I'm constantly loading and testing code and the power setup of the 2560 can be a bit of a pain. Mainly, the radio does not receive power because the Servo rails are only powered via a Lipo, which can be very dangerous. I never do anything but fly with a Lipo connected and I certainly don't connect one indoors. I'm just paranoid that way.


This hack will power the radio half of the servo rail with 5V from the APM's USB connection. The idea is to spilt the 5V rail into two halves. If you use an X-Acto knife you can easily cut the trace connecting both sides. I cut the ground rail in half as well, then used some solder to repair the bridge. Then I connected the 5v from the APM to the input side as indicated below. Now I can power the radio with the USB.


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Comment by Jason Short on September 21, 2011 at 8:24pm

No it won't work exactly the same. I'm not entirely sure what mods would work for the 1280.


Comment by Jose Angel on September 21, 2011 at 10:19pm

In APM 1280 I remember that USB was enough to power my radio transmitter, so no nead to this hack!

The problem was that you cannot power at the same time from USB and a BEC ESC because you fry the board!

Comment by Sylvain on September 22, 2011 at 2:43am

One question.

does the receiver still poweres by the BEC when the LIPO is pluged with this mod?

Or does the BEC power the Board which power the receiver?

Comment by steve on September 22, 2011 at 5:41am

I'm using a 1280 on a quad with separate BEC and connect USB and LiPos at the same time. I've never burned the board doing it that way. I usually connect the LiPo power first and let it boot up (props off of course) and then plug in the USB. I have a 2560 also and am considering this mod. Were there changes in the way the rail is powered from the 1280 to 2560? Is there a list of overall changes?

Comment by Jose Angel on September 22, 2011 at 1:10pm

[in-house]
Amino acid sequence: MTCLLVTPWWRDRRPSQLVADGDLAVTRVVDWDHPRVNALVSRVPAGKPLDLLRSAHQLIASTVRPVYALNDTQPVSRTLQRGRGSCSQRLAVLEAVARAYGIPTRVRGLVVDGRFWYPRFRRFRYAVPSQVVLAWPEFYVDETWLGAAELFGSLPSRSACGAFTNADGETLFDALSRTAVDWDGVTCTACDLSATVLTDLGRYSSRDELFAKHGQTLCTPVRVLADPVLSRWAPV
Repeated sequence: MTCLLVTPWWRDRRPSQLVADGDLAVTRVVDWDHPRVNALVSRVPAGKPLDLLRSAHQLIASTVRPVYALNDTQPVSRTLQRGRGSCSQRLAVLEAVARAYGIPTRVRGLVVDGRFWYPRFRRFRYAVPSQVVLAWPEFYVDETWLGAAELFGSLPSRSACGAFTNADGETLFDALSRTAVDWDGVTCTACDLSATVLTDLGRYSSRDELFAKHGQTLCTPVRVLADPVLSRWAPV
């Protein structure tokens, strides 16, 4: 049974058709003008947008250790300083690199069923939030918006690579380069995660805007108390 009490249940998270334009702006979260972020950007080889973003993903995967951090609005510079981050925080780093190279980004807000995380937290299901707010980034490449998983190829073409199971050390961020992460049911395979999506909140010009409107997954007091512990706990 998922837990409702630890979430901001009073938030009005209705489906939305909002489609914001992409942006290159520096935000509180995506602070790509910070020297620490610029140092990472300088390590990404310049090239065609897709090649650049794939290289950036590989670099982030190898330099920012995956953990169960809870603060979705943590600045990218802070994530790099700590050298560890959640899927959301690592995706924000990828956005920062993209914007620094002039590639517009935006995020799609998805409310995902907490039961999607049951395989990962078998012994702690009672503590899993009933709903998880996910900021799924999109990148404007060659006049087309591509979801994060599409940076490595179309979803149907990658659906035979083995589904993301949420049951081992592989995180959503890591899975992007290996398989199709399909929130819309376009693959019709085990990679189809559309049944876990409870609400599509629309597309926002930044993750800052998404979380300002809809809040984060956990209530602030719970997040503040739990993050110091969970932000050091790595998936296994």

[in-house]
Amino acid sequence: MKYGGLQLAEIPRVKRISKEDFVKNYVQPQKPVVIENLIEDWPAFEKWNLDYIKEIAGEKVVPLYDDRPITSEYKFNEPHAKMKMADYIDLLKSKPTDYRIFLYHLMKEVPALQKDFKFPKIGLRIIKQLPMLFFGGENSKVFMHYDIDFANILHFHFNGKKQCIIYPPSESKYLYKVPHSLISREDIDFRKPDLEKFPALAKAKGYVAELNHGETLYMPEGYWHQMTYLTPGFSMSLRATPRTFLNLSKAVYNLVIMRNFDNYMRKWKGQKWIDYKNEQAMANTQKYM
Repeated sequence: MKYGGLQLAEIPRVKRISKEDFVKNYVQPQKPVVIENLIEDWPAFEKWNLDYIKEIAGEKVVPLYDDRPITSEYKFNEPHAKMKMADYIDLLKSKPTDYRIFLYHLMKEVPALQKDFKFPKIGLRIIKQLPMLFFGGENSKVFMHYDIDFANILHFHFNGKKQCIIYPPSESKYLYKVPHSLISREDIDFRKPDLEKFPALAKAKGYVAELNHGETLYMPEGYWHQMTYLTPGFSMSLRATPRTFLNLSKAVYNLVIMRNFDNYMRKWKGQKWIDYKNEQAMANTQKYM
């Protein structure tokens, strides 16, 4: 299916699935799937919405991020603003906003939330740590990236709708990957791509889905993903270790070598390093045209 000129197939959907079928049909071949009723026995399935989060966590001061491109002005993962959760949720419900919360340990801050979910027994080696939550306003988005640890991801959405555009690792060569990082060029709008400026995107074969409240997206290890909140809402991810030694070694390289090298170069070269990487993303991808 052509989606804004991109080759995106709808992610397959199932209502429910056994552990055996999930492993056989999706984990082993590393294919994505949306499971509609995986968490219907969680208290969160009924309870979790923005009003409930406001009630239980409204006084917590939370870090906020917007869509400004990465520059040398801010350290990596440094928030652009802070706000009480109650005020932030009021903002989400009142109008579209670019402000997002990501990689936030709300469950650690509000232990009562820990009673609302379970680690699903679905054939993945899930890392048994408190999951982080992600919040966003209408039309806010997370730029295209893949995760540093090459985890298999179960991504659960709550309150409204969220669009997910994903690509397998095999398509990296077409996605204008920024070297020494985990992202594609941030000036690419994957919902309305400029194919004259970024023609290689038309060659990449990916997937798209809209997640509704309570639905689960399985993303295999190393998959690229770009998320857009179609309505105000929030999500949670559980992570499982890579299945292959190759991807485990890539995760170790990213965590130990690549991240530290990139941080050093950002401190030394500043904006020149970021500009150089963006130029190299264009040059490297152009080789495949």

F11music, in the past I have blown one APM powering 1280 in that way, so please be careful and confirm that what you are doing is not dangerous for the board.

Comment by Olivier ADLER on September 23, 2011 at 12:57am


Another way is to connect Motors using the Lipo high power connectors, and use Lipo voltage connector to power the BEC.


So that when you want to test, just disconnect motor power, but keep the Lipo voltage connector powering the APM radio side.


I did one more modification : remove the USB fuse, because i never need to power the board through the USB connection. I've found that USB is more reliable like this (almost no more FTDI crashes).




Comment by Andre S on September 23, 2011 at 4:38am


I'm also very confused now. I remember in the times when there was only the 1280 it was said that it safe to power the APM from both USB and LiPo/ESC at the same time and even _required_ if one wants to avoid problems during code upload. Now it seems that with the 2560 things have changed? Since I'm planning to upgrade at some point it would be nice to know for sure.. Thanks!

Comment by Andre S on September 23, 2011 at 4:40am

..and yes, I'm powering APM 1280 from both USB and LiPo/ESC when doing upload, HIL simulation, etc., since that is the only way to keep the servos from jittering all the time even when there is no control input. So far it has worked fine for me. Could it be that there are differences between the boards or even the ESCs?

Comment by Jonathan Challinger on September 23, 2011 at 10:30pm

I power my APM and servos from a BEC (Western Robotics Hercules) connected to a 3s lipo's balance connector. Easy since I already have the balance connector going into the voltage divider.

On the bench, I have a 12v power supply (modded computer power supply with binding posts) and a banana plug to balance plug cable.

This way, I can also disconnect the ESC from the battery so that the motor cannot be powered without ever turning APM off. I'm also protected from ESC failure.

Comment by Glenn M on December 14, 2011 at 4:24pm

Is the cut in the photo at the top marked in the wrong place? Should it be between in0 and out7. The photo above has the cut between in0 and in1


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